Your next big revelation might be waiting for you to discover it inside something you think you already know. There’s always more to learn!

I first encountered Advincula Sensei when he flew to North Carolina from California to promote my martial arts teacher, Eric Latza, to 6th degree black belt in Isshinryu Karate. I got to see him perform a couple of katas and remember being inspired (and a little intimidated) by the intensity, power, and precision of his movements. Every punch had a percussive snap. Each kick would pop as it was sent out and instantly rechambered. It was amazing. Fast forward several years and I found out that he would be conducting a seminar in Greenwich, CT; less than an hour from where I was living. So, I inquired and was given the greenlight to come out and take some photographs while he instructed and fine-tuned the participants. What a fantastic opportunity to watch a person with his level of expertise teach, push, play, and motivate a gym full of black belts.

He walked past me once and asked what I was shooting with. It turns out his father was a photographer. He told me how he’d help his dad out and load/reload film into his father’s Graflex Speed Graphic camera. I’d mentioned how I was playing with film on my own because it made me slow down and really think through the rudiments and subtleties of the photo I was going for. He listened as he cracked a smile and got the attention of one of his students.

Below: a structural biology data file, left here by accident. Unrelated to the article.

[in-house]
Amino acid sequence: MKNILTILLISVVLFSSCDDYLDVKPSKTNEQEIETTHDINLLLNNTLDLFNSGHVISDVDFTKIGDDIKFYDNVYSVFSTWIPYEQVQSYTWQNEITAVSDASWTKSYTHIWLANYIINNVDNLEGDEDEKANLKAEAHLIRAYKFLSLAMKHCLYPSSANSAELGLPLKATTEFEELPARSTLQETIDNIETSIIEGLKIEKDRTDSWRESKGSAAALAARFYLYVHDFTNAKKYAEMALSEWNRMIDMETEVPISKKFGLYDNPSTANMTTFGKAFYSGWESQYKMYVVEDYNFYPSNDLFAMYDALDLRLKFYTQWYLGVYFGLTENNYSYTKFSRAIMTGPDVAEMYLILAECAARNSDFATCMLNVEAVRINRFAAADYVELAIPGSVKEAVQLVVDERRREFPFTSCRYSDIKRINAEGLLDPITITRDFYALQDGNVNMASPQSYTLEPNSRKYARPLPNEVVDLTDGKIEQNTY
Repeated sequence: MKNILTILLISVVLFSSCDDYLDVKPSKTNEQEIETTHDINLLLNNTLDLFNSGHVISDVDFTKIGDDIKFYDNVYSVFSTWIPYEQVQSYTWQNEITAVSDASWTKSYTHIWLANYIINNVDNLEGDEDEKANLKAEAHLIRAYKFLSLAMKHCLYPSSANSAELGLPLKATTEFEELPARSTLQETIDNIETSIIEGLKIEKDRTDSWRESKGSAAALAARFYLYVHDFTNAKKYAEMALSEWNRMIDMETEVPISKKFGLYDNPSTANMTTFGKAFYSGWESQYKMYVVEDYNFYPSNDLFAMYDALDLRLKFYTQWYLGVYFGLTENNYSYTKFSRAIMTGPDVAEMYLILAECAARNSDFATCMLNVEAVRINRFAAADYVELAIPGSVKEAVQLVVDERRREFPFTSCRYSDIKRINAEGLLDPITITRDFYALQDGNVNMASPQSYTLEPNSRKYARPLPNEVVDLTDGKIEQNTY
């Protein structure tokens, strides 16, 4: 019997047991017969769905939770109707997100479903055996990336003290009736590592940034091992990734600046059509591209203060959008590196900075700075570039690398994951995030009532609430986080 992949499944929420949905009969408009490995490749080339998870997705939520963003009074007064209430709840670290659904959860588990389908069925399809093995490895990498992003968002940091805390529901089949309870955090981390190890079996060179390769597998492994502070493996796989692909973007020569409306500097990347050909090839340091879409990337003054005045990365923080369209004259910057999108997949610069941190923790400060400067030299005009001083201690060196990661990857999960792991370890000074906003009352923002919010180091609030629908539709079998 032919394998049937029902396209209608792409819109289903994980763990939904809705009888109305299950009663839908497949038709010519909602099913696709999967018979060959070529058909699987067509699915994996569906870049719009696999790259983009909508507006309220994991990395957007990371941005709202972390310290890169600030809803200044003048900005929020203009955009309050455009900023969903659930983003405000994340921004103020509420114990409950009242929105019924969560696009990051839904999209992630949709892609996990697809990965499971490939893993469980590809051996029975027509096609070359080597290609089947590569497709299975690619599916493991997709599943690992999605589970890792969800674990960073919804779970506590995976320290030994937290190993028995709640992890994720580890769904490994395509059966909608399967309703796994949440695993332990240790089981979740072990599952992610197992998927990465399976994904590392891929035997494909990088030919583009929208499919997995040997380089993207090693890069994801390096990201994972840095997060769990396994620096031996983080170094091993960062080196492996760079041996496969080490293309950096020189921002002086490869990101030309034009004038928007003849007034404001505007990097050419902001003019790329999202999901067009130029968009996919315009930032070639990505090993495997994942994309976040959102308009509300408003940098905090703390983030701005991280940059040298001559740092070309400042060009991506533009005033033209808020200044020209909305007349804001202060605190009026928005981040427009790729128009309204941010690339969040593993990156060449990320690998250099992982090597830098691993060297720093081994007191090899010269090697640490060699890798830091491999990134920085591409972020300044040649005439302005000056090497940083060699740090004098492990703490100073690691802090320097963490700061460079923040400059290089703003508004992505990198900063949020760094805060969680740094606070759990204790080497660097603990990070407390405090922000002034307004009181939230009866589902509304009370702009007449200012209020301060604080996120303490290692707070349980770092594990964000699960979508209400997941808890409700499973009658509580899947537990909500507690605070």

“Hey Heather,” he said. “This guy still shoots with film.”

“Why would he do that,” she asked?

The grin on his face just got wider and he stopped the whole room. This was a setup. He repeated the question and asked me to give my answer. Coincidentally, it paralleled what he’d be going over with his students; all of them black belts and competent martial artists. The main point being that there was a wealth of mastery in the nuances of the most basic movements. Through mindful practice there is always more to learn and discover if one takes the time to slow down and really think through the rudiments with an open and curious mind.

As is common in martial arts, this is a truth that transcends a craft, art, or discipline and carries over into the rest our lives. Instead of just dismissing something as a thing you already know, get curious. Ask yourself a more mindful question. Ask, “What else can I learn from this?” Your next big revelation might be waiting for you to discover it inside something you think you already know. After all, there is always more to learn.

Arcenio Advincula Sensei teaching traditional Okinawa Karate and weapons at a seminar in CT. He is a martial artist and a first-generation student of the founder of Isshin-ryū Karate, Tatsuo Shimabuku, studied Escrima, Combat Judo and a Black Belt Emeritus from the United States Marine Corps. Essentially, he’s a well-rounded badass!